Juneau House was the site of a rare event this week: a crowd of strangers singing “Happy Birthday” in Michif.
It’s very easy to do, Michif language coach Graham Andrews told the crowd as they prepared to sing. “Happy birthday” is “Kwaayesh Tipishkuhm” (pronounced “Quai-esh deep shum”) and that’s the entirety of the song’s lyrics, get it? Ready, set –
And thus did 20-some people mark a young Métis man’s 25th birthday.
It was a festive atmosphere Wednesday night at Juneau House, home of Michif Cultural Connections in St. Albert. Participants from across central Alberta were at the inaugural meeting of a new conversation club meant to help people learn Michif – the traditional language of the Métis.
The idea for this club came out of the Michif language courses offered by St. Albert Further Education earlier this year, said Sharon Morin, programs director with Michif Cultural Connections.
“As we were finishing up that course, there was a desire to keep it up over the summer, but not quite as formalized,” Morin said.
That led to the idea of holding a club that would meet every other Wednesday this summer at Juneau House to keep their skills sharp until the Michif courses start up again this fall, Morin said. The club also provides a way for people to share their knowledge of Métis culture.
Roots of language
Michif is a mix of French nouns, Cree verbs, Anishinaabe pronunciations and “all sorts of crazy grammatical rules that we’ve kept over the years,” said Andrews, who is one of the handful of fluent Michif speakers in the Edmonton region.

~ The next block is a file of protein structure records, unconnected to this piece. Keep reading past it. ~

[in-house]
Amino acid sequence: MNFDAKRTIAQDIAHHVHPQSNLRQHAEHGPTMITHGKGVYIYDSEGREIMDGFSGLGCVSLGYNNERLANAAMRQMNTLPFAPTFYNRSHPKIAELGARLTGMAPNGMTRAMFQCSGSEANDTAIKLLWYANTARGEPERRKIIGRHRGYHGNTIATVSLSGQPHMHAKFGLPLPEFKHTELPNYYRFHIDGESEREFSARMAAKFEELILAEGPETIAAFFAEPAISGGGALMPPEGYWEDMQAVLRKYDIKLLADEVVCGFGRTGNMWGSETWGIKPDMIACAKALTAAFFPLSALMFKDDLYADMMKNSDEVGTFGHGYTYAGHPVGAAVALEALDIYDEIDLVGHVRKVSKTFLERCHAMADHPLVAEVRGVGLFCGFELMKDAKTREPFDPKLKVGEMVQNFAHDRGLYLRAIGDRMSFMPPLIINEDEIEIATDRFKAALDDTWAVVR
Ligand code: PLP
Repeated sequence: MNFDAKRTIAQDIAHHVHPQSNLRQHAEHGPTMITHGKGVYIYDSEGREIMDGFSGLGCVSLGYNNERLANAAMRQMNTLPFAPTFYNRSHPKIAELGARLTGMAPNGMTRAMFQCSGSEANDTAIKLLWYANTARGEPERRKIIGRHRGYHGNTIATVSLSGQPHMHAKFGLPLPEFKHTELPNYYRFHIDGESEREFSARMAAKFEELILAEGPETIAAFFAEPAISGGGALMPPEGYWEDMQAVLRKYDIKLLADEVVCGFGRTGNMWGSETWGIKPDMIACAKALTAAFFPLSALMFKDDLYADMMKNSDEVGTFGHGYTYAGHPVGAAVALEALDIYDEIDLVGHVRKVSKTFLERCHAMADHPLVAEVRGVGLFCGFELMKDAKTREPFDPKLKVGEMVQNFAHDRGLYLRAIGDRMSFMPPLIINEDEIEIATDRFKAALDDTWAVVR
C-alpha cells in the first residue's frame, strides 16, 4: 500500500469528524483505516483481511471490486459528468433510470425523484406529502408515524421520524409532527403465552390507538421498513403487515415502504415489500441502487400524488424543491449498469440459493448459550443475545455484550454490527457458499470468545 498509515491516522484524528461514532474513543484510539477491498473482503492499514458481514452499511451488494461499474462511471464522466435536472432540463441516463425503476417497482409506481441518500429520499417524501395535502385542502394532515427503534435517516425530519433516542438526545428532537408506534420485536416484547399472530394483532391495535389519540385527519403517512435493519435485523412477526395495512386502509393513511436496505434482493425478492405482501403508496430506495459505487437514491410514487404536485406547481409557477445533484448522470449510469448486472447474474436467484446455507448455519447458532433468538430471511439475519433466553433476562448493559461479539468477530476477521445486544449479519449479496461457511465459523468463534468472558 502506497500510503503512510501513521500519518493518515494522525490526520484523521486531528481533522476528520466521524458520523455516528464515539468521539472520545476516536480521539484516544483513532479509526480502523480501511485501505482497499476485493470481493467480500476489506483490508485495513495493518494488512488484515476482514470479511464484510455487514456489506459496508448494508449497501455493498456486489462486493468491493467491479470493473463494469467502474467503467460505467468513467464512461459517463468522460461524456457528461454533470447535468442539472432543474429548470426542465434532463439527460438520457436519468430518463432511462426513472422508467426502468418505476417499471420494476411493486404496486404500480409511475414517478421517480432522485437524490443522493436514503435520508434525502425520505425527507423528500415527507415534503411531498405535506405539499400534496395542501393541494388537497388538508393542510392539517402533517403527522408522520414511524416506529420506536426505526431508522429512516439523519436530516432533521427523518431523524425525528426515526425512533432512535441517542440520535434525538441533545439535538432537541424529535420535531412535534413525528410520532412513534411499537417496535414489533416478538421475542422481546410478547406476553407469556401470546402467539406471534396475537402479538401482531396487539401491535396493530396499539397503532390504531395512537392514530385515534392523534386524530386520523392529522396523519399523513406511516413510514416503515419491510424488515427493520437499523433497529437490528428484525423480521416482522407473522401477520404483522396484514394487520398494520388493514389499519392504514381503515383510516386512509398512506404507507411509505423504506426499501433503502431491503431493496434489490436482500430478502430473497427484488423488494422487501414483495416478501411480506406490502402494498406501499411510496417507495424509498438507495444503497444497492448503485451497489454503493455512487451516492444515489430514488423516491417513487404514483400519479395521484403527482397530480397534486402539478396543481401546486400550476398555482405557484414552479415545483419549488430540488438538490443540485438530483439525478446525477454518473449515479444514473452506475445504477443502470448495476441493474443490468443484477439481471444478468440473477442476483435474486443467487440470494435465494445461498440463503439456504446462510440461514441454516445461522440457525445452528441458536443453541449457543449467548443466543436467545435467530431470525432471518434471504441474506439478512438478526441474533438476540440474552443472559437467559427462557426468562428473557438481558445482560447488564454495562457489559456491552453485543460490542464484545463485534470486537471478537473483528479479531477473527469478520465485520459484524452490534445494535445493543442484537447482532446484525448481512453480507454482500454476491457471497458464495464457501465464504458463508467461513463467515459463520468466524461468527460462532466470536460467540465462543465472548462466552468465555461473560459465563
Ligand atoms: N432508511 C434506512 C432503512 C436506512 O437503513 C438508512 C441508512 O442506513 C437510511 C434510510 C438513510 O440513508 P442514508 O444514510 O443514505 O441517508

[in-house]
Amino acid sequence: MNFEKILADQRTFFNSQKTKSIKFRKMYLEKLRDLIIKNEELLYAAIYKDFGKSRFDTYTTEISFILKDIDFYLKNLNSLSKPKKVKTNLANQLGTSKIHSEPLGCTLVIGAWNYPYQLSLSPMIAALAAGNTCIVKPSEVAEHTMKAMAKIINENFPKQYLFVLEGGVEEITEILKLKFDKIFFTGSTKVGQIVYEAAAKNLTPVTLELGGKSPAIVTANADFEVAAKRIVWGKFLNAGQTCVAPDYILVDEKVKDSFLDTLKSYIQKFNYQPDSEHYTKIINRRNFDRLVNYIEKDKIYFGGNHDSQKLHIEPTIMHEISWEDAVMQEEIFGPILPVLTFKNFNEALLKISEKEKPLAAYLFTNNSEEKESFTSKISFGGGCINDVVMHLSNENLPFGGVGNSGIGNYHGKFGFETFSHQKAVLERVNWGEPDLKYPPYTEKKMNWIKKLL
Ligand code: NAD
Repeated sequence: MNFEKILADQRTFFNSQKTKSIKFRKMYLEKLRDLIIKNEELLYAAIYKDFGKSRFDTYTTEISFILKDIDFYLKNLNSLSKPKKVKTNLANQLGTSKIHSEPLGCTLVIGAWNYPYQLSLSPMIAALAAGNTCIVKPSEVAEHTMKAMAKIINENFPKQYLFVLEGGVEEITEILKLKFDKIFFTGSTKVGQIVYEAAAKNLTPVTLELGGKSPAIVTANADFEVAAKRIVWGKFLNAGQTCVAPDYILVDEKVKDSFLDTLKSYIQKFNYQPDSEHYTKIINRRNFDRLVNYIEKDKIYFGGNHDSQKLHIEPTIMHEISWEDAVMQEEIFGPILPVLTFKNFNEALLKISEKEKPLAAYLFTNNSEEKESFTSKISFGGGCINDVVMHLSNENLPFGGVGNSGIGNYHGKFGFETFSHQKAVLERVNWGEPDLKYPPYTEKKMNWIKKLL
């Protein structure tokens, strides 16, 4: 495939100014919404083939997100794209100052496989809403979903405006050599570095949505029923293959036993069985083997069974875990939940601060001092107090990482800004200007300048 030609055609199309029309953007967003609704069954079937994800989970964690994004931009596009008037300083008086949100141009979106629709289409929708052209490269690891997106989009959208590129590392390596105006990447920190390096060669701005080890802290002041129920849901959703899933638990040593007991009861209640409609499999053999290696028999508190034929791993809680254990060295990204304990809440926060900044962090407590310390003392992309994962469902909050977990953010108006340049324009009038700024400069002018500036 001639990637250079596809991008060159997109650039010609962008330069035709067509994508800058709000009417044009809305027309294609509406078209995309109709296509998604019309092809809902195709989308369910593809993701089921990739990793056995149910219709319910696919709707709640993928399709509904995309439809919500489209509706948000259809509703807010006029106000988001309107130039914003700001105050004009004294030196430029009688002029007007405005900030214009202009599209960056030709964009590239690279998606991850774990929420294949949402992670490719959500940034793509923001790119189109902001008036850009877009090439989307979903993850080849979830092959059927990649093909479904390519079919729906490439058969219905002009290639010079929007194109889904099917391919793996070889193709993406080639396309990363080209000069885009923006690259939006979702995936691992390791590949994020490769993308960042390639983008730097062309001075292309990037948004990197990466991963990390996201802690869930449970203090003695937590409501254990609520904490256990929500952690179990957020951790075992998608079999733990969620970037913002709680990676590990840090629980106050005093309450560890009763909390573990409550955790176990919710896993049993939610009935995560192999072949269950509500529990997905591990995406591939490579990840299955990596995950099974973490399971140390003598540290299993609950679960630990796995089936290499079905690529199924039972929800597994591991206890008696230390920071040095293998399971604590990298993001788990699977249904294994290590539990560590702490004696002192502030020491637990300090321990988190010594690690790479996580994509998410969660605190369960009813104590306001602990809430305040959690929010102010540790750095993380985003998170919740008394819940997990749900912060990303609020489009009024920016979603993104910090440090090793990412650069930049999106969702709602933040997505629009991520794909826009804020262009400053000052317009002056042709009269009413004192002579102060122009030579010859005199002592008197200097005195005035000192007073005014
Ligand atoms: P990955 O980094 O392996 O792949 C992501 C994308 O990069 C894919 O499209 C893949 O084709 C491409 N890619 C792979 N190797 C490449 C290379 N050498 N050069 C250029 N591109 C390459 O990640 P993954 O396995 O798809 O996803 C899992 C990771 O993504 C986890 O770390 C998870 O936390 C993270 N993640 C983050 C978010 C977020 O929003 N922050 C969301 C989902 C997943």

Statistics Canada estimates that just 1,210 Canadians can hold a conversation in Michif – equivalent to about 0.2 per cent of the Métis population. The UNESCO Atlas of the World's Languages in Danger lists Michif as "critically endangered," which is one step above "extinct."
This is the result of Canada’s centuries-long attempt to wipe out Indigenous peoples through instruments such as the residential schools, where many Métis, including his relatives, were made to feel ashamed of their identity, Andrews said.
“They stopped speaking (Michif) publically,” he said, and would only voice it in hushed tones around their children.
Nowadays, more and more people want to reclaim their roots as Métis, and that means learning the language, Andrews said.
“Our language and our culture are inseparable,” he said. As he put it to the group, “Lii Michif niyanaan” – “we are the Michif.”
The club was a casual affair, with people breaking off into smaller chats and Andrews serving as the group’s dictionary. Although most had never spoken a word of Michif before, many were soon trading phrases and greetings in it with gusto.
Andrews said it would have been unimaginable to see so many people speaking Michif together like this 25 years ago.
“It’s incredible,” he said.
“We had some nine-year-olds there last night – nine years old! – and today they can go out and say to someone ‘Taanishi’ (‘Hello’). Holy cow!”
The club will meet every second Wednesday at 9 Mission Ave. from now until Aug. 28, Morin said. Admission is free and open to anyone with an interest in Michif. Call 780-569-0090 for details.